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Cult Places and Cultural Change in Republican Italy

Cult Places and Cultural Change in Republican Italy
Stek, T. (2009), Cult places and cultural change in Republican Italy. A contextual approach to religious aspects of rural society after the Roman conquest, Amsterdam Archaeological Series 14, Amsterdam University Press, Amsterdam
Researchers: Dr. Tesse Stek
Central and Southern Italy
This study throws a new light on the Roman impact on religious structures in Republican Italy. In the last four centuries BC, Italy went through immense changes. The Apennine and Adriatic areas were originally inhabited by various ‘Italic’ tribes and characterised by a specific non-urban societal organisation, in which cult places had a pivotal function. From the fourth century BC onwards the area was gradually incorporated by Rome, profoundly altering its geopolitical make-up. The author not only investigates the changing social and political function of cult places in non-Roman Italic society, he also highlights the importance of cult places and religious rituals for new Roman communities in the conquered areas. This research thus opens new perspectives on the issue of the ‘religious romanisation’ of Italy by arguing for a strong Roman impact also in non-urbanised areas. Tesse Stek bases his study on the analysis of archaeological, literary and epigraphic evidence from rural cult places in Central and Southern Italy, including field work on the Samnite temple of S. Giovanni in Galdo. - summary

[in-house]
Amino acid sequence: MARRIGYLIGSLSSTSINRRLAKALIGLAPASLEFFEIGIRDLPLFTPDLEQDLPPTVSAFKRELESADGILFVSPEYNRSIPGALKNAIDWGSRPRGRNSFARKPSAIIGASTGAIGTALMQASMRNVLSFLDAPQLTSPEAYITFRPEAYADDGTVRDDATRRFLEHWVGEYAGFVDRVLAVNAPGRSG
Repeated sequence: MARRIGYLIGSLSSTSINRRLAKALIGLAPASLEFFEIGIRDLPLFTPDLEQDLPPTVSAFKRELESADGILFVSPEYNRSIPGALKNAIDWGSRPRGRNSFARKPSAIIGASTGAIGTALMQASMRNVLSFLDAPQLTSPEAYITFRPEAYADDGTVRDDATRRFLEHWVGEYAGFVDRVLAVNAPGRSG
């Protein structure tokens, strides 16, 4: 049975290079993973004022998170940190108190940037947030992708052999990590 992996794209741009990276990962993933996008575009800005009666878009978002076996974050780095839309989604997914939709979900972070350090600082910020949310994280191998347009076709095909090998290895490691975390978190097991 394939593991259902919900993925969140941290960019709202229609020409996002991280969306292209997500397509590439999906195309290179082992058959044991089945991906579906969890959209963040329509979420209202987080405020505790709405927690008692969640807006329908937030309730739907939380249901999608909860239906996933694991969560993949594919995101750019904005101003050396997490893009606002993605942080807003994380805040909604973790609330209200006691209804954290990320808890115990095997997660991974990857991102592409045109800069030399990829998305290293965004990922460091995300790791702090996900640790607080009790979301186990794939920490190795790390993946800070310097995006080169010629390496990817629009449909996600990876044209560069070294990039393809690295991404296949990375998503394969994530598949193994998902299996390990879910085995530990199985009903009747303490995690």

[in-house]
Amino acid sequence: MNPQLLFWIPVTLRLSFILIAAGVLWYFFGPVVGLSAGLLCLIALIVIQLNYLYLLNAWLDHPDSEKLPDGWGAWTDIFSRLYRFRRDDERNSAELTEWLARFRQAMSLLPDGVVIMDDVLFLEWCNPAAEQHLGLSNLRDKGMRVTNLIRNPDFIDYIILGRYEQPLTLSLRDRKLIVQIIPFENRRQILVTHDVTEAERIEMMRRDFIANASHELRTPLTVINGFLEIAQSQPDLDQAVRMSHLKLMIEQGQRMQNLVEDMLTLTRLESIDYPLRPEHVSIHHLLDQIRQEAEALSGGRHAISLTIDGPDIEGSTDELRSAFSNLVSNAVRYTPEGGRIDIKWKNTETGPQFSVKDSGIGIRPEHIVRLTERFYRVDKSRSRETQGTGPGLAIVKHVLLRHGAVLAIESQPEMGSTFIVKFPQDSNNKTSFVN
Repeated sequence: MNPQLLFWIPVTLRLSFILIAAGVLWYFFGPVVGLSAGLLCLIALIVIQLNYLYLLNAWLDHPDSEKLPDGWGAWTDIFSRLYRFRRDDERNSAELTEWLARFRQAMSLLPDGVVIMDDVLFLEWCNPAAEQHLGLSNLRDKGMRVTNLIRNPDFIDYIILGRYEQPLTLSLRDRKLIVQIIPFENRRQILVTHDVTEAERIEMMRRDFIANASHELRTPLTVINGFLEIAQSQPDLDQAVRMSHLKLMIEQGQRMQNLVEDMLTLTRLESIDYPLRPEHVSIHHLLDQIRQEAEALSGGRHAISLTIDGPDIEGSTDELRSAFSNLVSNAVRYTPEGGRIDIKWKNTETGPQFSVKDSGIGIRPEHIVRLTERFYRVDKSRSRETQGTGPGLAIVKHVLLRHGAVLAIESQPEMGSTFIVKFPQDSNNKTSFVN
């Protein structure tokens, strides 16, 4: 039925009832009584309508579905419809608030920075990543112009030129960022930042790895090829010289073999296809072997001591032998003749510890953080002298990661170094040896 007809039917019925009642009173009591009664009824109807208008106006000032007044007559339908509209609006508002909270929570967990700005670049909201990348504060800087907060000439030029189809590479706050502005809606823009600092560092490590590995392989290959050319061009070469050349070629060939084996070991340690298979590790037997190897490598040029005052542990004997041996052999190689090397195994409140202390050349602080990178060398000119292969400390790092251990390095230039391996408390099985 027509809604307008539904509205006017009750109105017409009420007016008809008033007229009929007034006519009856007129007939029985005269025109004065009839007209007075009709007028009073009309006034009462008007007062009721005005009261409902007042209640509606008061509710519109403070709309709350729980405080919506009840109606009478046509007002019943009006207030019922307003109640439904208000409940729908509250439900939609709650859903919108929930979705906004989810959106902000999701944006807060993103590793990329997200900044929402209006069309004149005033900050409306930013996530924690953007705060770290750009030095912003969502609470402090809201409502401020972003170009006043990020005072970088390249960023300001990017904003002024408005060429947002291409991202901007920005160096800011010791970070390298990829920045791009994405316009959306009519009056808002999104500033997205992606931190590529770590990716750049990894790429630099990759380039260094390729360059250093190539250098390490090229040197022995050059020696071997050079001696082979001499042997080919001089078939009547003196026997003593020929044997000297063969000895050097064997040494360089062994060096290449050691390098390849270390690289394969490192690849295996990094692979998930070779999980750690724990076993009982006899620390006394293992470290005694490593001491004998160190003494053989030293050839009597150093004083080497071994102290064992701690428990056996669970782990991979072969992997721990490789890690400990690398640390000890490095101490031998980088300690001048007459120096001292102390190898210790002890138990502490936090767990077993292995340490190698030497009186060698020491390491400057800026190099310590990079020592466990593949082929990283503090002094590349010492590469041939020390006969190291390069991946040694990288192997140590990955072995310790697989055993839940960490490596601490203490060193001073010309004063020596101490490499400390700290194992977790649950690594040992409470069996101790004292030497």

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Regions: Central Italy, Southern Italy
Periods: Hellenistic, Roman
Institutes: University of Amsterdam